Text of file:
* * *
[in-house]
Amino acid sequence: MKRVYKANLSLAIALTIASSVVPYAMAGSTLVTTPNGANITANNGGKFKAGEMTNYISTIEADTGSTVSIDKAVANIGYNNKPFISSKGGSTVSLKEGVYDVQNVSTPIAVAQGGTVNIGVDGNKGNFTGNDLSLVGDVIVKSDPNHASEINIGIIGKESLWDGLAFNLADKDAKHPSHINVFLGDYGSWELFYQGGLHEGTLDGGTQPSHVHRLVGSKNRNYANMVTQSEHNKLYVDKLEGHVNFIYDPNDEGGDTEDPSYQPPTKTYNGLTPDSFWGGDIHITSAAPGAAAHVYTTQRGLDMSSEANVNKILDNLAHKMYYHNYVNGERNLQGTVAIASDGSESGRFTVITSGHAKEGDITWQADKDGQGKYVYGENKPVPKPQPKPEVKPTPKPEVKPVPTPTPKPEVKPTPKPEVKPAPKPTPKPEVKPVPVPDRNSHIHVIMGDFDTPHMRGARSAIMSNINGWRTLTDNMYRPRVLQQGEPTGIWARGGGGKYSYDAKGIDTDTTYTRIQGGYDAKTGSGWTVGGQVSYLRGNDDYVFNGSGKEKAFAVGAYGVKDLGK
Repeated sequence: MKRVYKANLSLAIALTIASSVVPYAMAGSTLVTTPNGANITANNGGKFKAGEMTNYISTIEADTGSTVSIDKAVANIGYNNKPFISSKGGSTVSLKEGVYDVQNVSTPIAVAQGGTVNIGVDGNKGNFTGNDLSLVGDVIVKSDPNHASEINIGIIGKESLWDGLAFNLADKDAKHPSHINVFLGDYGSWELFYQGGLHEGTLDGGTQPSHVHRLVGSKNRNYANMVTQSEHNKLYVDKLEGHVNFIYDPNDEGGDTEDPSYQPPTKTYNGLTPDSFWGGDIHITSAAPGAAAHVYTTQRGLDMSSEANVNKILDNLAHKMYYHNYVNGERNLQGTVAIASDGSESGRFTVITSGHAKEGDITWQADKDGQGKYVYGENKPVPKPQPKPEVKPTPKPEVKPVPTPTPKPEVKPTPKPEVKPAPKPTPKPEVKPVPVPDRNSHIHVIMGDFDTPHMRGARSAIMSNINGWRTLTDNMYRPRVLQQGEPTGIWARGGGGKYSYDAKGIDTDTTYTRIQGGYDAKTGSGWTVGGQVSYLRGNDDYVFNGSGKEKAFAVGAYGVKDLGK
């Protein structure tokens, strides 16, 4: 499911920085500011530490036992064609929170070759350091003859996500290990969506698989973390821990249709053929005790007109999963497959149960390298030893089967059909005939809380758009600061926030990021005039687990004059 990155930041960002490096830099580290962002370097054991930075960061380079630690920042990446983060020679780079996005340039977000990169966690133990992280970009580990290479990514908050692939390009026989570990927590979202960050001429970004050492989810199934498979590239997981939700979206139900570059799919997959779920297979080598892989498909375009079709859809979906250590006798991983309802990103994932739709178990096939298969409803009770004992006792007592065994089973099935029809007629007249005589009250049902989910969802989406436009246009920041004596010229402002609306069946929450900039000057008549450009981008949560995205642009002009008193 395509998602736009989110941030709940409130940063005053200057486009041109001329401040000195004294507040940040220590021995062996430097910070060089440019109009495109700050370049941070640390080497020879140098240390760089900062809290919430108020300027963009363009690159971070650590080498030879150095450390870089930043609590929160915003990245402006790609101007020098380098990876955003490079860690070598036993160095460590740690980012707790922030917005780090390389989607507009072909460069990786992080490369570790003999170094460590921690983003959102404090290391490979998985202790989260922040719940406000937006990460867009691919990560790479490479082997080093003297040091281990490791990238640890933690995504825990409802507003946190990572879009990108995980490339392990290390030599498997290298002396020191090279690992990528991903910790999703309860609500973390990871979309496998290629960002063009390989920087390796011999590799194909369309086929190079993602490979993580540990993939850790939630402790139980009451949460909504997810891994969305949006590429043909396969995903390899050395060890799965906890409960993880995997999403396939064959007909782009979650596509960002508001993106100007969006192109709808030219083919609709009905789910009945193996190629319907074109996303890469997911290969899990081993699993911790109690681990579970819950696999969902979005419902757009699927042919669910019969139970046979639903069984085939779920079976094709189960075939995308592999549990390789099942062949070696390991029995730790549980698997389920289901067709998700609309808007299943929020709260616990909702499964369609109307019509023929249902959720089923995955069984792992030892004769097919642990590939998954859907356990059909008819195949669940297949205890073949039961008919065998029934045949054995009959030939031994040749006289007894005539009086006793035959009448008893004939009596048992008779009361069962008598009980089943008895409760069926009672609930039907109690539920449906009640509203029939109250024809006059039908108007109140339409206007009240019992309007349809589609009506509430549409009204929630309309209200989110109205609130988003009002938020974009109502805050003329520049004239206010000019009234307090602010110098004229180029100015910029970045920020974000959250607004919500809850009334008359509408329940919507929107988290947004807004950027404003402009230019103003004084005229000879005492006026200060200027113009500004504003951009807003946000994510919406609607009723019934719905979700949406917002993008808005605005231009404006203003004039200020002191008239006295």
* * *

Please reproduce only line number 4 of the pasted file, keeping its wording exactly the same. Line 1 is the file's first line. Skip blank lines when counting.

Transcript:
């Protein structure tokens, strides 16, 4: 499911920085500011530490036992064609929170070759350091003859996500290990969506698989973390821990249709053929005790007109999963497959149960390298030893089967059909005939809380758009600061926030990021005039687990004059 990155930041960002490096830099580290962002370097054991930075960061380079630690920042990446983060020679780079996005340039977000990169966690133990992280970009580990290479990514908050692939390009026989570990927590979202960050001429970004050492989810199934498979590239997981939700979206139900570059799919997959779920297979080598892989498909375009079709859809979906250590006798991983309802990103994932739709178990096939298969409803009770004992006792007592065994089973099935029809007629007249005589009250049902989910969802989406436009246009920041004596010229402002609306069946929450900039000057008549450009981008949560995205642009002009008193 395509998602736009989110941030709940409130940063005053200057486009041109001329401040000195004294507040940040220590021995062996430097910070060089440019109009495109700050370049941070640390080497020879140098240390760089900062809290919430108020300027963009363009690159971070650590080498030879150095450390870089930043609590929160915003990245402006790609101007020098380098990876955003490079860690070598036993160095460590740690980012707790922030917005780090390389989607507009072909460069990786992080490369570790003999170094460590921690983003959102404090290391490979998985202790989260922040719940406000937006990460867009691919990560790479490479082997080093003297040091281990490791990238640890933690995504825990409802507003946190990572879009990108995980490339392990290390030599498997290298002396020191090279690992990528991903910790999703309860609500973390990871979309496998290629960002063009390989920087390796011999590799194909369309086929190079993602490979993580540990993939850790939630402790139980009451949460909504997810891994969305949006590429043909396969995903390899050395060890799965906890409960993880995997999403396939064959007909782009979650596509960002508001993106100007969006192109709808030219083919609709009905789910009945193996190629319907074109996303890469997911290969899990081993699993911790109690681990579970819950696999969902979005419902757009699927042919669910019969139970046979639903069984085939779920079976094709189960075939995308592999549990390789099942062949070696390991029995730790549980698997389920289901067709998700609309808007299943929020709260616990909702499964369609109307019509023929249902959720089923995955069984792992030892004769097919642990590939998954859907356990059909008819195949669940297949205890073949039961008919065998029934045949054995009959030939031994040749006289007894005539009086006793035959009448008893004939009596048992008779009361069962008598009980089943008895409760069926009672609930039907109690539920449906009640509203029939109250024809006059039908108007109140339409206007009240019992309007349809589609009506509430549409009204929630309309209200989110109205609130988003009002938020974009109502805050003329520049004239206010000019009234307090602010110098004229180029100015910029970045920020974000959250607004919500809850009334008359509408329940919507929107988290947004807004950027404003402009230019103003004084005229000879005492006026200060200027113009500004504003951009807003946000994510919406609607009723019934719905979700949406917002993008808005605005231009404006203003004039200020002191008239006295």